We have excess power, the excess electrical capacity for weapons systems that we don’t know about yet like lasers, direct energies, all those sorts of things are in the art of the possible in the period ahead.

Question: The power generation and cooling, and the computer-based capabilities of the ship coupled with the new radars clearly create a foundation for the evolution of C2. 

But what is not widely realized, and we certainly did not before coming onboard the ship, is the impact of what you call flexible infrastructure.

Could you explain what this is and what its impact might well be?

Captain Meier:  Flexible infrastructure is a part of the ship built with reconfigurable work areas.  Imagine this part of the ship as offices with movable walls where you could set up workspaces how you want them to operate for the task. And you have electrical power in this space to use as you wish.

These spaces can be configured appropriate to a particular C2 scenario whether for the USN, the joint or coalition force onboard the ship.

Question: This ship is built with 21st century engineering, design and manufacturing tools.  

Obviously, first of class is always more expensive than what later members of the class cost, and with the Ford when the first is built you have the design tools in place as well.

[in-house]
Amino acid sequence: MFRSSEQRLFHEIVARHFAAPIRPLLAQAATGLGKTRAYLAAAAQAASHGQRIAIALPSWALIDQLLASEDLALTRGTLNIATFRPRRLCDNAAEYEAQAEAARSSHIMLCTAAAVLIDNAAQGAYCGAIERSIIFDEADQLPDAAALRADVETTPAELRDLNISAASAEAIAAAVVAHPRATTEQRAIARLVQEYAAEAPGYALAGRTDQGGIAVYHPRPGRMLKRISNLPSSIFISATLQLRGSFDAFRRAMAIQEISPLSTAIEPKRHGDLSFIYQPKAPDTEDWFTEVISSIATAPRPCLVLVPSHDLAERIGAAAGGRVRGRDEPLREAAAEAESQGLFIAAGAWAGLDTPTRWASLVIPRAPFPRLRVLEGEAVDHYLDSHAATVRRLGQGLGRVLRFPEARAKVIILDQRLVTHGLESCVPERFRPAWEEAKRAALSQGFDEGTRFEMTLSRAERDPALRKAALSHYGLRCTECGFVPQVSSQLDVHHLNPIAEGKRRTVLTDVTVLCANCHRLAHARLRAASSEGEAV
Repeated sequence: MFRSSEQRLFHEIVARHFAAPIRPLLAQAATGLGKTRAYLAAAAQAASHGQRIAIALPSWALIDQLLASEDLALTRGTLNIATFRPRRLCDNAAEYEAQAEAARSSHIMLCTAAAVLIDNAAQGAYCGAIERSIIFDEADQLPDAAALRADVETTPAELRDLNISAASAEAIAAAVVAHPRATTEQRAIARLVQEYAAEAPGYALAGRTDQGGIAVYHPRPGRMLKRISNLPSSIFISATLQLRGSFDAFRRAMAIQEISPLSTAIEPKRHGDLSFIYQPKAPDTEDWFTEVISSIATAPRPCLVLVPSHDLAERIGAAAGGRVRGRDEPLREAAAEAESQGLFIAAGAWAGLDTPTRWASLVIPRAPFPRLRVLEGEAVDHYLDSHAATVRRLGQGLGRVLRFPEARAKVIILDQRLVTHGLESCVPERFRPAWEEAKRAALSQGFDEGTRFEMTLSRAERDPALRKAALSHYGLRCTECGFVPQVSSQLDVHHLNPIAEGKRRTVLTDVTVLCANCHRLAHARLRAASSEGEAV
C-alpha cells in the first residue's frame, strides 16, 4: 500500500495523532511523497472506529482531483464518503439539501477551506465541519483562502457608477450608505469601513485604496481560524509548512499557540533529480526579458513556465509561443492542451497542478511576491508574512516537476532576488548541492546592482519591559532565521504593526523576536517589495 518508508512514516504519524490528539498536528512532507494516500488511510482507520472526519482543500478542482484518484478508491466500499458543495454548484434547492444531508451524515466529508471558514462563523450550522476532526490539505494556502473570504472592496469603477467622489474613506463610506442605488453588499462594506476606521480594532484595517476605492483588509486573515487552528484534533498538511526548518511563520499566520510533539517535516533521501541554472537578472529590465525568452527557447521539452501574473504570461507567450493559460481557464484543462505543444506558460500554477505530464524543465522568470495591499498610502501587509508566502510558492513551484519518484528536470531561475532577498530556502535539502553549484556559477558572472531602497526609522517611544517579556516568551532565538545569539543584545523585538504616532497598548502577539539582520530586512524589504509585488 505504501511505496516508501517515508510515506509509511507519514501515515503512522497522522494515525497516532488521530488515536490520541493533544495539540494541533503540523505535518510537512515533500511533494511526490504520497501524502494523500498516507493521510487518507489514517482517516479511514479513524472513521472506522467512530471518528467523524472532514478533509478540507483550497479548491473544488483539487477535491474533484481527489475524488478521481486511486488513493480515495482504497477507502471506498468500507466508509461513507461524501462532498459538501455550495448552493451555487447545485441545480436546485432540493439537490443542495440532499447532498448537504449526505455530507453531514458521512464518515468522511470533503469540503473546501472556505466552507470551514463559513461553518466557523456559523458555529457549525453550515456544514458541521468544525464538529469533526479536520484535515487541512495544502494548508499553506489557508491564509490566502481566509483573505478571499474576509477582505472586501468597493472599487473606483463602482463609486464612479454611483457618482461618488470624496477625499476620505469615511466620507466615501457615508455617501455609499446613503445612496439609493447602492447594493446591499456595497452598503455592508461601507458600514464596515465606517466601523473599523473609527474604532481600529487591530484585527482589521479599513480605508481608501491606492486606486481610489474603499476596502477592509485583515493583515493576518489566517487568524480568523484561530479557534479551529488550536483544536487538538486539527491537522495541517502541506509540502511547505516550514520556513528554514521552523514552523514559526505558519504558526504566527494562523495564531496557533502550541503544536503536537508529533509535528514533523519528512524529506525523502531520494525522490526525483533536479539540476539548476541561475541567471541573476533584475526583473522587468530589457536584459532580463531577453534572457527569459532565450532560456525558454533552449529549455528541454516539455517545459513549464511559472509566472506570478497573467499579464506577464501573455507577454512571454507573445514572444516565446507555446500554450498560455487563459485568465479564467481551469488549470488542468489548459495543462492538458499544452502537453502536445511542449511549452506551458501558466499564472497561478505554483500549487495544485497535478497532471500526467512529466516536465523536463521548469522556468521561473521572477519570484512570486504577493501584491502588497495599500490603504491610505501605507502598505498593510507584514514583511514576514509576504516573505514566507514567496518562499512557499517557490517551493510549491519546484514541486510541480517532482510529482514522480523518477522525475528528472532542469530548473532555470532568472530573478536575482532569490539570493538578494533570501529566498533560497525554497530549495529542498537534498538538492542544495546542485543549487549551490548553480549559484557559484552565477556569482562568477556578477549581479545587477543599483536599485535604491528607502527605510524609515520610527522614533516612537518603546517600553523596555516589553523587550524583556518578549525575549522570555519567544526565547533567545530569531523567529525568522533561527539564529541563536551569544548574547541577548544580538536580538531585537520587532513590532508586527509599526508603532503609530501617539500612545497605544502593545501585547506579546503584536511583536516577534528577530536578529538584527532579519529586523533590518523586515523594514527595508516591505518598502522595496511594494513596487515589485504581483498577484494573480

Could you comment on how one should look at the use of the new design and manufacturing tools to create the USS Gerald R. Ford?

Captain Meier:  The manufacturing changes are substantial. When we talk about modeling and simulation, we have a simulator, which can model, down to the level of people walking across the flight deck, whether it’s moving ordnance or aircraft.

That’s the level of detail that we have in some of that modeling.  One of the other great products of the ship has developed and the Navy’s purchased is the 3D model which is essentially designed in a computer to provide a complete 3D model of the ship and its operations.

So you could in the computer design even with 3D goggles.

You can move assets around to determine where best to place it or better position it.

There are many components or large sized components that may need to be removed so, from a design perspective, a ship has designed removable paths and you can do all of that.

The models will also be used to drive change plans down the road.  And they are also important in doing maintenance on the ships.

Question: Clearly, the ship has a lot of up front design and infrastructure built in to make it a more cost effective ship to operate from a maintenance point of view.  Could you give us a sense of the importance of this build-into the ship?

Captain Meier:  By design there are fewer components and the components that we have are generally designed for the life of the ship.

Many of the components here will last the life of the ship.

The design of having fewer components and more robustly designed components clearly will enhance maintainability.

And with other changes built into the ship, we will reduce the required crew size as well, with 700 fewer Sailors being required to operate an even more complex warship than the Nimitz.

This would not have been possible without 21st century design and manufacturing techniques.